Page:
If it seems like I’m spending less time here it’s because (1) I am busy and (2) I am consciously trying to spend more time engaging with bloggers beyond my “social network” bubble. You see, I can’t help reflecting on the itinerate lifestyle of Jesus. Consider how Mark records it:
Very early in the morning, while it was still dark, Jesus got up, left the house and went off to a solitary place, where he prayed. Simon and his companions went to look for him, and when they found him, they exclaimed: “Everyone is looking for you!” Jesus replied, “Let us go somewhere else—to the nearby villages—so I can preach there also. That is why I have come.” So he traveled throughout Galilee, preaching in their synagogues and driving out demons.
In effect, if I want to be more Christ-like as a blogger, the last thing I should be doing is waiting for everyone to come to me. That’s not to say home bases are bad. Jesus had Caperneum. But it does strongly suggest we should not become too attached to them.
5 thoughts on “Beyond the Bubble”
Don’t feel too compelled to “blow” the bubble, Matt.
Capernaum was called a “crossroads” that many people passed through, so it wasn’t that people had to come, but more that people called in while passing through!
[ Teaching and Healing ]… he returned to Galilee. He moved from his hometown, Nazareth, to the lakeside village Capernaum, nestled at the base of the Zebulun and Naphtali hills. This move completed Isaiah’s sermon: Land of Zebulun, land of Naphtali, road to the sea, over Jordan, Galilee, crossroads for the nations. People sitting out their lives in the dark saw a huge light; Sitting in that dark, dark country of death, they watched the sun come up. This Isaiah-prophesied sermon came to life in Galilee the moment Jesus started preaching. He picked up where John left off: “Change your life. God’s kingdom is here.”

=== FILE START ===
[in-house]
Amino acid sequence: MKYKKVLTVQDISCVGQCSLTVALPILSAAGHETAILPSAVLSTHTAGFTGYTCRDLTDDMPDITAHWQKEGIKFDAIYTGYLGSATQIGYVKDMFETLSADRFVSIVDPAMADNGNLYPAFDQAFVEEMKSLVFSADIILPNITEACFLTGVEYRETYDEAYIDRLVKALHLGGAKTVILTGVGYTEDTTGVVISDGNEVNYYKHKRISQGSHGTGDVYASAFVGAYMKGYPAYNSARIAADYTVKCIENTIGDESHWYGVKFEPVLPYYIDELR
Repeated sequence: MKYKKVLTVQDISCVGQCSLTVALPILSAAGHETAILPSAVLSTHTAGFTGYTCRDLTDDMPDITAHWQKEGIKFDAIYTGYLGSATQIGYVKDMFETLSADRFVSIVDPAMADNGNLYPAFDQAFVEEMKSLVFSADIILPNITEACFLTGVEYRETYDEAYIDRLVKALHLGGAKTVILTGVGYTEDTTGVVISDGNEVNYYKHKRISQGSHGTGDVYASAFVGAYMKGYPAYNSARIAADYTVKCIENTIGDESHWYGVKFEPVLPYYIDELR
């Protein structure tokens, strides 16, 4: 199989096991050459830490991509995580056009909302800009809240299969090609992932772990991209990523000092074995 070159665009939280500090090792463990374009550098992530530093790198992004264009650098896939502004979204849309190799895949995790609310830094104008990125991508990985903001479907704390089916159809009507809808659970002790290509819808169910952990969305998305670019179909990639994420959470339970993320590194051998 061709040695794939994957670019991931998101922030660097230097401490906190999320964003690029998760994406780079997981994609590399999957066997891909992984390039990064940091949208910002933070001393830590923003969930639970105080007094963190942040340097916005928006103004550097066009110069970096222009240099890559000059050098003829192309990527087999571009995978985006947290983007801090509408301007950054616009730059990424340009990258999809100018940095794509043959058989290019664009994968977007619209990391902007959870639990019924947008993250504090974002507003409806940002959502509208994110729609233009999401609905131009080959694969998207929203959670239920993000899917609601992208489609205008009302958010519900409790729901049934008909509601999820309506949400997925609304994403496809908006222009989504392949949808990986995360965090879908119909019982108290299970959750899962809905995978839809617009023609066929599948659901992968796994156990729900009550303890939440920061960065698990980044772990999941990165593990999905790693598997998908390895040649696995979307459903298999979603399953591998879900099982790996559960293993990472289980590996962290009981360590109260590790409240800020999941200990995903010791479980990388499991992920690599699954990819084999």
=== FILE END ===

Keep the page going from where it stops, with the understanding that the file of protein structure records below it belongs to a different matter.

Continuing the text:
(The Message bible)
Sometimes it’s about coming and sometimes it’s about going. However, I do admire your commitment to emulate the beautiful and wise Christ, even in the blogosphere 🙂
Ah, but coming and going is to blow the bubble!
And there is also a power issue here, of which I am conscious. With the traffic I get it would be easy to let everyone come to me, or somewhat more broadly, me and my immediate friends. I could have plenty of conversations without ever moving beyond home turf. But Jesus taught the value of empowerment over domination and meeting others where they are at and not just letting them meet me where I am at. So, I’ll still be spending time in Caperneum, but I’ll also be meeting women by the well in Samaria.
I like the spirit of this message,it reminds me of what the bible talks about in terms of being given the quickness when the Holy Spirit is upon us,thanks for the write up.
like this Matt, but glad you are blogging again, as I have finally finished my Masters I am slowly re-emerging into conversations in blog-land, so hope to hear more from you 🙂
Thanks. I’ve been doing a lot of reading, relaxing on holidays and reassessing where I’m at.
Lately I’ve felt burnt out mission wise, and that’s prompted me to reflect on (1) where my expectations were unrealistic (2) where maybe they were realistic but not supported enough by prayer, (3) where maybe I’ve been too distracted by local church responsibilities and forgotten my first love. Maybe its a midlife kinda thing. The reality hasn’t quite matched the dream and now I have to get my bearings by looking back and forward.
In the process what has come to the foreground is a need to focus on virtue, particularly in the context of life transformation and everyday witness.